Meet our new faculty member: Associate Professor of Biology Sebastian Kadener

Kadener researches a mysterious molecule in the brain called circular RNA. He also loves Tolstoy.

Sebastian KadenerPhoto: Mike Lovett

Sebastian Kadener

As part of our series profiling new professors, BrandeisNOW asked Kadener about his research and plans. 

BNOW: How did you become interested in your field/research area?

Kadener: I have always been passionate about research. As a kid, I already knew I would be a scientist. I just did not know what field would attract me most as I was interested in different questions related to physics, biology and astronomy. Since an early age, I have been curious about the unknown, wishing to inquire and find answers to complicated questions. That's why I decided to pursue a career as a scientist and focus my work on molecular neuroscience, where many questions remain unanswered. In particular, I am interested in how a new and mysterious type of molecule called circular RNA regulate brain function.
BNOW: What was your favorite course as a college student?

Kadener: While not directly related to my current research, I always loved evolution.

BNOW: What has been your proudest career moment so far?

Kadener: My best moments have been seeing my students present their research at a conference. My proudest career moment was seeing my first graduate student earn a doctorate a few years ago.

BNOW: What specific question/project are you most excited to explore in your work at Brandeis, and why?

Kadener: I am really excited about understanding the role of a new and abundant type of molecule in the brain called circular RNA. Those molecules are ancient and found in most life-forms, but their function is a complete enigma. It is so exciting to have the privilege to explore this uncharted territory. It is exciting to be working alongside such a vibrant community of brain researchers.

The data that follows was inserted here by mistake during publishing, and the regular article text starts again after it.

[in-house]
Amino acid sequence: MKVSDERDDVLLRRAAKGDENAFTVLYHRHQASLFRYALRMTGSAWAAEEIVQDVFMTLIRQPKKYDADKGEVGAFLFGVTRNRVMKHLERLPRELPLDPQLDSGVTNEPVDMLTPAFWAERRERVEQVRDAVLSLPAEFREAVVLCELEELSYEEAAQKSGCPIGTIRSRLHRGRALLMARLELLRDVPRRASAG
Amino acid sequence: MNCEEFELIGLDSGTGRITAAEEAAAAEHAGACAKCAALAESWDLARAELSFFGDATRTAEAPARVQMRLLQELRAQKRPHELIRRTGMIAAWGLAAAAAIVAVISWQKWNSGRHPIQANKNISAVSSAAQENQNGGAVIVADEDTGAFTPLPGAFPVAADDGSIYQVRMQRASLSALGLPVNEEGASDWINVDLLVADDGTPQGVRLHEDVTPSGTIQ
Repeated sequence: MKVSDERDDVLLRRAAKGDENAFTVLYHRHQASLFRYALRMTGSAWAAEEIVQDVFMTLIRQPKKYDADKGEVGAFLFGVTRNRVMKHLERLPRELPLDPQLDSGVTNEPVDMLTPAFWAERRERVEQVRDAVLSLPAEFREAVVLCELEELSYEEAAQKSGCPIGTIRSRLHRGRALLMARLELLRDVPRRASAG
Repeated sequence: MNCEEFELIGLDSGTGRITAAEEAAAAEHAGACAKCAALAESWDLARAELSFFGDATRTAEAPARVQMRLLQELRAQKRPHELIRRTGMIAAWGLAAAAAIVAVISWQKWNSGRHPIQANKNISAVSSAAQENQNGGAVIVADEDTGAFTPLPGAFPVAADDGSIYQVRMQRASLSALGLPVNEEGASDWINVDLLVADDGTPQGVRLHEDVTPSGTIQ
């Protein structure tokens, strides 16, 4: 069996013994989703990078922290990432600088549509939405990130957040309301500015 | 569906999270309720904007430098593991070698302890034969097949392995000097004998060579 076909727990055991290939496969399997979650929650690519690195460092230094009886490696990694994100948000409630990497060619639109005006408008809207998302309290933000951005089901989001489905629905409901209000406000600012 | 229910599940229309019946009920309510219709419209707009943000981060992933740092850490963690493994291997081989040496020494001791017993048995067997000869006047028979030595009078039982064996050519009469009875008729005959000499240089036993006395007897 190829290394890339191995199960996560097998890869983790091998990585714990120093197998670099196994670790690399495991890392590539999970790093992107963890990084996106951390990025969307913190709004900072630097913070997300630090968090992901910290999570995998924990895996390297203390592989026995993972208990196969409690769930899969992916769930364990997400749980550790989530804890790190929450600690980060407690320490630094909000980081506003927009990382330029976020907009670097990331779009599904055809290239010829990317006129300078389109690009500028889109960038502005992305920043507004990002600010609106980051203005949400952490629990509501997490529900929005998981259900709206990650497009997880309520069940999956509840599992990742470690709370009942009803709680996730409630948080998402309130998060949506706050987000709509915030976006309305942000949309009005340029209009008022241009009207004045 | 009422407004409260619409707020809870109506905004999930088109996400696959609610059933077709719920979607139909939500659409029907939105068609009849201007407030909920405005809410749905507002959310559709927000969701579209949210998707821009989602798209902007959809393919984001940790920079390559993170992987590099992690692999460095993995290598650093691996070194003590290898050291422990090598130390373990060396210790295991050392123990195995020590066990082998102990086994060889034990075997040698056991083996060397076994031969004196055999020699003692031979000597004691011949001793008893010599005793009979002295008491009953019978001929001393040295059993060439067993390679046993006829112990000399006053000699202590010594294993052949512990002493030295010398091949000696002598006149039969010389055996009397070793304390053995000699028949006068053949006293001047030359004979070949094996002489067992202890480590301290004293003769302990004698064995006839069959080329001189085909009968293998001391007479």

BNOW: What book would you recommend to introduce others to your field?

Kadener: One of the most inspiring books that I would recommend to read is "Chance and Necessity: An Essay on the Natural Philosophy of Modern Biology" by French biochemist and Nobel Prize winner Jacques Monod.

BNOW: What's your favorite book/movie/television/radio program/podcast or hobby unrelated to your field, and why?

Kadener: There are so many I love, but if I had to limit it to a few books, I would say, "The Iliad," Tolstoy's "The Death of Ivan Ilyich" and Fernando Pessoa's "The Book of Disquiet." One of my all-time favorite movies is "Solaris" by director Andrei Tarkovsky.

BNOW: What has surprised you about Brandeis since you came to campus?

Kadener: While I was at Brandeis for my postdoctoral studies, coming as a faculty member has been a completely different experience. I can feel this is a really vibrant community, and I have been excited by all the initiatives on campus, the interdisciplinary nature of the research done here and the strong passion for social justice felt by teachers and students.

BNOW: What advice do you have for students who are interested in your field?

Kadener: To follow their passions and instincts. I think that this is good advice my mentors gave me and will likely end up taking them to the right place in science.


Categories: Research, Science and Technology

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